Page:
The key question for Dr. Akbar Ahmed and his team remained the assertions of new European Far Right who maintains that Islam is incompatible with modern civilization, it has contributed nothing to it, and all Muslims are decadent and violent by nature. These growing narratives have caused increased Islamophobia, particularly among native Christians, and is fast breeding hatred and violence in the so far peaceful modern European communities. Europe is reverting to old notions of tribal identity basing on blood, culture and land. The direct and immediate sufferers are Muslims living in Europe who are either immigrants, born in Europe or newly converts. They are not only suffering from an identity crisis but their conditions of living are fast deteriorating. They are subjected to hate, prejudice and lack of opportunity. There seems a permanent gloom on the European horizon under these prevailing narratives. Dr. Akbar and his team rediscovered a model that is based on mutual peaceful coexistence, la convivencia. As a corollary, Dr. Akbar also discovers answers to European Far Right’s assertions that Islam has not contributed to modern Western civilization. Dr. Akbar rejects the notion of Dark Age for Europe, as these were the times when Europe was learning from the world of Islam about philosophy, art, literature, architecture, astronomy, surgery, laws of physics, mathematics, chemistry, and much more, that gave birth to Renaissance period and subsequently led to Enlightenment and Modernity.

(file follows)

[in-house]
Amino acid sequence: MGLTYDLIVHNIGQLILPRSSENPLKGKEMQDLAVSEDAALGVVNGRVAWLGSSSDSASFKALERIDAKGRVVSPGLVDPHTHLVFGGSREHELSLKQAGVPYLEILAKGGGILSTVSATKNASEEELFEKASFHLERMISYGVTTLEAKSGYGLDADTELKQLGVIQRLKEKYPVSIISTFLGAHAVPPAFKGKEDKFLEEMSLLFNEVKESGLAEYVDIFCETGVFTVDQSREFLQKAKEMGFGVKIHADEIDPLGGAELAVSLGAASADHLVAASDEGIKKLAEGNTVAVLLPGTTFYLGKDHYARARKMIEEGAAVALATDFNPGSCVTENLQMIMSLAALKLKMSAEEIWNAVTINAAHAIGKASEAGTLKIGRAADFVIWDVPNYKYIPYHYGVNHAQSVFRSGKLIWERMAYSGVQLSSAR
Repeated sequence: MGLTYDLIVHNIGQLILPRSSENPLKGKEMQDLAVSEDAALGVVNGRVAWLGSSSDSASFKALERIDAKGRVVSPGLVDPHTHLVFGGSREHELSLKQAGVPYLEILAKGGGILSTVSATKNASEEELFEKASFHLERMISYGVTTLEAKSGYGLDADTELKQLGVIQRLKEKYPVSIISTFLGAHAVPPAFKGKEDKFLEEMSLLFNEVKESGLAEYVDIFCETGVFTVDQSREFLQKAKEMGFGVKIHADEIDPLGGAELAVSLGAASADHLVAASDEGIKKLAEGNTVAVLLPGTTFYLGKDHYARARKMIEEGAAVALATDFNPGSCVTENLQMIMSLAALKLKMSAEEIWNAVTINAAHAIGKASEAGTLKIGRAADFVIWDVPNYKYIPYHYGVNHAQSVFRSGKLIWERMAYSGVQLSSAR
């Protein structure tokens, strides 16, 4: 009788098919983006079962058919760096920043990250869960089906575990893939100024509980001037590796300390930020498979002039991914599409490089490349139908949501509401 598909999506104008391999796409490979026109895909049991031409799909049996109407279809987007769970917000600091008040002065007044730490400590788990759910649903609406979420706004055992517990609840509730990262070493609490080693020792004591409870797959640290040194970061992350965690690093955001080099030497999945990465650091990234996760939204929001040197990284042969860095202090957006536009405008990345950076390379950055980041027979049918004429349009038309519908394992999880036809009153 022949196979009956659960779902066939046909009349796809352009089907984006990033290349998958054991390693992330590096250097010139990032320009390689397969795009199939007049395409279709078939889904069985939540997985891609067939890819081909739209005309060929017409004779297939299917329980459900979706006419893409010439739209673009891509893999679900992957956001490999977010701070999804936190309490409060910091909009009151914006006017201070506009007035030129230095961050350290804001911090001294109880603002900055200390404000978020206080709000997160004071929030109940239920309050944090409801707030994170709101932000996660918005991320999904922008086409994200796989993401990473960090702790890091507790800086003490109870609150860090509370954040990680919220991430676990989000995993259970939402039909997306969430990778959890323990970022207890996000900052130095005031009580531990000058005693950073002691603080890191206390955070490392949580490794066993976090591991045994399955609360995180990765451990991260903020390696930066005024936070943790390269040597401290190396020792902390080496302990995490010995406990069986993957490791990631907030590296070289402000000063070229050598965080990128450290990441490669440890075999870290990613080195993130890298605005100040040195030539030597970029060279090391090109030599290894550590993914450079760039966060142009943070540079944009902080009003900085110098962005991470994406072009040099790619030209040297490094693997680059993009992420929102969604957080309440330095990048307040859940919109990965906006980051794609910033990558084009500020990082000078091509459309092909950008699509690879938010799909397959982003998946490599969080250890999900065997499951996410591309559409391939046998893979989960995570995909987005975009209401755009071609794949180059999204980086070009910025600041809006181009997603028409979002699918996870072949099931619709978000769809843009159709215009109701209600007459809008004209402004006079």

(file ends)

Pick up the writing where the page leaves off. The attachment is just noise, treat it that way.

Iberian Peninsula, commonly known as Andalusia among Muslims, under Muslim kings from 711 AD onwards till 1492 witnessed a period that enriched human civilization in all forms of learning and methods. All citizens of Andalusia without any distinction of faith and ethnicity, were honoured and supported by Muslim kings who greatly promoted learning. Ilm (learning) and compassion were the bedrock of the Andalusian society that made huge contributions to art, literature and architecture. Contributions by Muslim scholars, scientists and artists not only enriched Andalusia but also served as a beacon of light for Europe which was passing through a turbulent phase of finding balance between reason and faith. Muslim scholars introduced Greek philosophers to the Latin world and hence contributed significantly in laying down foundations of Renaissance. Significant among Muslims include: Ibn Firnas who lived in 9th century and is the first man to have achieved the dream of flying after strapping a contraption around himself and leaping off a mountaintop near Cordoba; Ibn Tufail, an Andalusian philosopher, physician, and astronomer who remained a key advisor to the Almohad caliph; Nur ad-Din al-Bitruji whose work on planetary orbits and his theory of planetary motion surged through Europe in 13th century and also helped Copernicus; Al-Zahrawi of Cordoba is considered as father of surgery and his thirty volume book Kitab al-Tasrif (The Method of Medicine) remained the textbook on surgery for five centuries in Europe; Ibn Rushd’s (Averroes) work including Commentary on Plato’s Republic was taught in European universities for centuries; and so many more. The Grand Mosque of Cordoba was not only a place of worship but also of learning that attracted scholars of all faiths from different parts of Europe. The main library of Cordoba during the reign of King Abdul Rahman was said to hold 600,000 books and manuscripts at a time when the biggest library of Christian Europe, housed in Switzerland, had some 400 books. There were seventy libraries in Cordoba alone. The positive effects of Andalusian model of coexistence (la convivencia) basing on ethos of learning and compassion were not restricted to the Muslim world alone. There were Christian kings who treated people of all faiths equally and promoted scholarship. Dr. Akbar mentions in his book, “A remarkable example of ideals of the ilm ethos and convivencia comes to us from Toledo, the former capital of the Visigoths and thus of significance for Spanish Christian.” King Alfonso VI of León and Castile, was known as ‘Emperor of Three Religions’. Alfonso X, the ruler of Castile, known for his learning and wisdom, showed great respect and tolerance for Islam. “Under Alfonso’s rule, Jews, Muslims, and Christians lived under their own laws.” Similarly, Frederick II of Holy Roman Empire, and Roger II of Sicily not only practiced la convivencia in their territories, but also introduced legal reforms deriving from Roman and Islamic law. Dr. Akbar observes, “There was in Christian Sicily, as in Muslim Andalusia, the constant urge to acquire knowledge and, while understanding the world as it is through reason and philosophy, to recognise and embrace the diversity of human life, religion and culture.”